Join Date
    Jan 2015
    Location
    wilmington NC.
    Posts
    69
    Thanks
    22
    Thanked 82 Times in 28 Posts
    I am sure you are right and in the end I had to pass this one up because I was too late to bid on it... Then the metal angels did me a real favor and a guy I know actually gave me a south bend 9A....for free. Sure I will have to repair a few things... but FREE! hell I will put a few hours and a few hundred into it for sure... but Free! Oh hell yea. Did i mention it was Free? ....... ( doing my happy dance) it ain't pretty but it's FREEEEEEEE!

    Any of you south bend aficionados out there. I could use your advice on restoring this old American iron to it's former glory. So lay it on me. I already know it has one gear with missing teeth. not sure which one it is yet as i only saw a glimpse of it and that was a few weeks ago. I never thought the guy would just give it to me. I was at his home garage turning out some head tubes for him on his delta lathe and saw the old south bend sitting on the floor. Never thought it would be mine lol so I didn't exactly notice every little detail. I should get it this weekend though. I will want to go through it with a fine tooth comb.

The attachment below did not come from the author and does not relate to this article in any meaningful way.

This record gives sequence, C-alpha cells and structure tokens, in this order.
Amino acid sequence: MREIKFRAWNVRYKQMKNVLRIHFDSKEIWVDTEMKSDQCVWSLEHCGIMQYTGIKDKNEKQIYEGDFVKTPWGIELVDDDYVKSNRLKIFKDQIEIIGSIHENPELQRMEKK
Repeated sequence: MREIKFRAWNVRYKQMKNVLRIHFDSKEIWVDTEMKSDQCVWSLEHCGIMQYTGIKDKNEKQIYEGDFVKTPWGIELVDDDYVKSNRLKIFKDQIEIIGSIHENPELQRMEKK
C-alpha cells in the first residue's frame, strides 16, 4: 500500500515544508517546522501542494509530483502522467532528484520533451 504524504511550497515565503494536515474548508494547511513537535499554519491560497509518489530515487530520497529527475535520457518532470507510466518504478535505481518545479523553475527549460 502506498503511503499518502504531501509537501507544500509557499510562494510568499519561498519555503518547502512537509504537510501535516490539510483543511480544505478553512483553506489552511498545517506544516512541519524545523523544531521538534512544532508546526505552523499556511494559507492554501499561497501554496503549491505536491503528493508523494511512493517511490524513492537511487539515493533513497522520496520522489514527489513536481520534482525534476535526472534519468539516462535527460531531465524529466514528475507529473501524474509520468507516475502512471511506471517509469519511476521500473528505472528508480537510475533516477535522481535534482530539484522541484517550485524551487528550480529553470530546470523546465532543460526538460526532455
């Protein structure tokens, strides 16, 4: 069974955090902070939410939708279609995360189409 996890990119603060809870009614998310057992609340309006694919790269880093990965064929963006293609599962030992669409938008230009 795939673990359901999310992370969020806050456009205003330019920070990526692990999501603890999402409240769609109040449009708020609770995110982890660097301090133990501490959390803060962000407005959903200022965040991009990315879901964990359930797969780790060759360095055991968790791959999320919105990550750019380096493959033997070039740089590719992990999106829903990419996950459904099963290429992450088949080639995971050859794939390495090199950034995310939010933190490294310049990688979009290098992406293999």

Last edited by hardtail69; 04-21-2015 at 06:53 PM.

  9. #6
    Content Editor DIYer's Avatar
    Join Date
    Aug 2013
    Posts
    3,072
    Thanks
    306
    Thanked 603 Times in 545 Posts
    Wow, a great project to sure!

  10. #7

    Join Date
    Feb 2014
    Posts
    60
    Thanks
    0
    Thanked 13 Times in 10 Posts
    One huge advantage of the SB is the availability of parts. Also when (not if but when) you have a wreck parts are less expensive and there is usually less damage due to it being a belt drive and much lower HP. One of the first things to do is to convert it from a leather belt to a serpentine belt on the drive unit. Huge difference in the power transfer.